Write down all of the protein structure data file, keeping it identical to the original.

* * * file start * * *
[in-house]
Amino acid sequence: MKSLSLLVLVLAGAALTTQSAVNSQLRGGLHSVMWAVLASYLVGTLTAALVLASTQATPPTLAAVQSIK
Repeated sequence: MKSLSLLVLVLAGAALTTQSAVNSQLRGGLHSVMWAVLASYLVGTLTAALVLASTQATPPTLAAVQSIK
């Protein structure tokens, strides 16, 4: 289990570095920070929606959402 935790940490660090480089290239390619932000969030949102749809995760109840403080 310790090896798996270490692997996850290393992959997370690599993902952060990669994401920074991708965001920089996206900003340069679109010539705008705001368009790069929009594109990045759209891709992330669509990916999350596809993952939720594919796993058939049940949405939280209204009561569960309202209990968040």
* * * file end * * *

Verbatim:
[in-house]
Amino acid sequence: MKSLSLLVLVLAGAALTTQSAVNSQLRGGLHSVMWAVLASYLVGTLTAALVLASTQATPPTLAAVQSIK
Repeated sequence: MKSLSLLVLVLAGAALTTQSAVNSQLRGGLHSVMWAVLASYLVGTLTAALVLASTQATPPTLAAVQSIK
């Protein structure tokens, strides 16, 4: 289990570095920070929606959402 935790940490660090480089290239390619932000969030949102749809995760109840403080 310790090896798996270490692997996850290393992959997370690599993902952060990669994401920074991708965001920089996206900003340069679109010539705008705001368009790069929009594109990045759209891709992330669509990916999350596809993952939720594919796993058939049940949405939280209204009561569960309202209990968040």